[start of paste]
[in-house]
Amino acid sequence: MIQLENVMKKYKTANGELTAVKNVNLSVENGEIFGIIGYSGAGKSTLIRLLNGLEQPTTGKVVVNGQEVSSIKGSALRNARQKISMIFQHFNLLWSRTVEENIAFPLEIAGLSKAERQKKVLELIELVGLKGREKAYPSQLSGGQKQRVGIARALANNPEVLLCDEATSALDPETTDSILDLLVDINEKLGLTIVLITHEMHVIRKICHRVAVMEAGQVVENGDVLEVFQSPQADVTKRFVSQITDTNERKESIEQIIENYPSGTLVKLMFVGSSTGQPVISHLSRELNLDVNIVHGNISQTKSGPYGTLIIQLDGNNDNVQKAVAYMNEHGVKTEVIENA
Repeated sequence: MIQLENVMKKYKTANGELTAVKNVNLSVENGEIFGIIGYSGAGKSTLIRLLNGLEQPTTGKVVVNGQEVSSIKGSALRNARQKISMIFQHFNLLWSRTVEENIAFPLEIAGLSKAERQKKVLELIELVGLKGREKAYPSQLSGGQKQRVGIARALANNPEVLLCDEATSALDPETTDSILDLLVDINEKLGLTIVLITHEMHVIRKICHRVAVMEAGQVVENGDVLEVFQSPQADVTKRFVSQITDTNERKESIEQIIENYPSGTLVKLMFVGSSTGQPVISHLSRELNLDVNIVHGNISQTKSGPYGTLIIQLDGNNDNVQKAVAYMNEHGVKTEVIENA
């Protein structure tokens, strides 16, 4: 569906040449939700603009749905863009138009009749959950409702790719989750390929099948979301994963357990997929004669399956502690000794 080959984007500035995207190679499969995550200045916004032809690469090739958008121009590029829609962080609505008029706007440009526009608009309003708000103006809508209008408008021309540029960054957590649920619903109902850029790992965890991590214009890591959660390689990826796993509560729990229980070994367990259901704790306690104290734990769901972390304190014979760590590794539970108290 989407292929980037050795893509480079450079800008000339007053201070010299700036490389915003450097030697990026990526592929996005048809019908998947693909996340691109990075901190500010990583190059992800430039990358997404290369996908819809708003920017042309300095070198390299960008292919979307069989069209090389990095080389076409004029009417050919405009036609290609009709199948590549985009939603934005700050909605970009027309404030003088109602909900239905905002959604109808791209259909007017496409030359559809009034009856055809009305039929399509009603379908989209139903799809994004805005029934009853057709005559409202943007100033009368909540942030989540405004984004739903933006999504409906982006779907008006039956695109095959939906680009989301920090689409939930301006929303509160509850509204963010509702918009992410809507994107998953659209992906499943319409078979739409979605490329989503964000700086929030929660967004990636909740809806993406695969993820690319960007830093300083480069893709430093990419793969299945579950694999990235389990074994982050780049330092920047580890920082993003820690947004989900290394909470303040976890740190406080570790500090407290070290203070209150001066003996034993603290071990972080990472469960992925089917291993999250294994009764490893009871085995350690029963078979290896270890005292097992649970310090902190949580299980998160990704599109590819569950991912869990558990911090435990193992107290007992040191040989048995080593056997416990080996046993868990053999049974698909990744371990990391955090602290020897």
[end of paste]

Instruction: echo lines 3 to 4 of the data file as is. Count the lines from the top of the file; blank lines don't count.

Repeated sequence: MIQLENVMKKYKTANGELTAVKNVNLSVENGEIFGIIGYSGAGKSTLIRLLNGLEQPTTGKVVVNGQEVSSIKGSALRNARQKISMIFQHFNLLWSRTVEENIAFPLEIAGLSKAERQKKVLELIELVGLKGREKAYPSQLSGGQKQRVGIARALANNPEVLLCDEATSALDPETTDSILDLLVDINEKLGLTIVLITHEMHVIRKICHRVAVMEAGQVVENGDVLEVFQSPQADVTKRFVSQITDTNERKESIEQIIENYPSGTLVKLMFVGSSTGQPVISHLSRELNLDVNIVHGNISQTKSGPYGTLIIQLDGNNDNVQKAVAYMNEHGVKTEVIENA
């Protein structure tokens, strides 16, 4: 569906040449939700603009749905863009138009009749959950409702790719989750390929099948979301994963357990997929004669399956502690000794 080959984007500035995207190679499969995550200045916004032809690469090739958008121009590029829609962080609505008029706007440009526009608009309003708000103006809508209008408008021309540029960054957590649920619903109902850029790992965890991590214009890591959660390689990826796993509560729990229980070994367990259901704790306690104290734990769901972390304190014979760590590794539970108290 989407292929980037050795893509480079450079800008000339007053201070010299700036490389915003450097030697990026990526592929996005048809019908998947693909996340691109990075901190500010990583190059992800430039990358997404290369996908819809708003920017042309300095070198390299960008292919979307069989069209090389990095080389076409004029009417050919405009036609290609009709199948590549985009939603934005700050909605970009027309404030003088109602909900239905905002959604109808791209259909007017496409030359559809009034009856055809009305039929399509009603379908989209139903799809994004805005029934009853057709005559409202943007100033009368909540942030989540405004984004739903933006999504409906982006779907008006039956695109095959939906680009989301920090689409939930301006929303509160509850509204963010509702918009992410809507994107998953659209992906499943319409078979739409979605490329989503964000700086929030929660967004990636909740809806993406695969993820690319960007830093300083480069893709430093990419793969299945579950694999990235389990074994982050780049330092920047580890920082993003820690947004989900290394909470303040976890740190406080570790500090407290070290203070209150001066003996034993603290071990972080990472469960992925089917291993999250294994009764490893009871085995350690029963078979290896270890005292097992649970310090902190949580299980998160990704599109590819569950991912869990558990911090435990193992107290007992040191040989048995080593056997416990080996046993868990053999049974698909990744371990990391955090602290020897």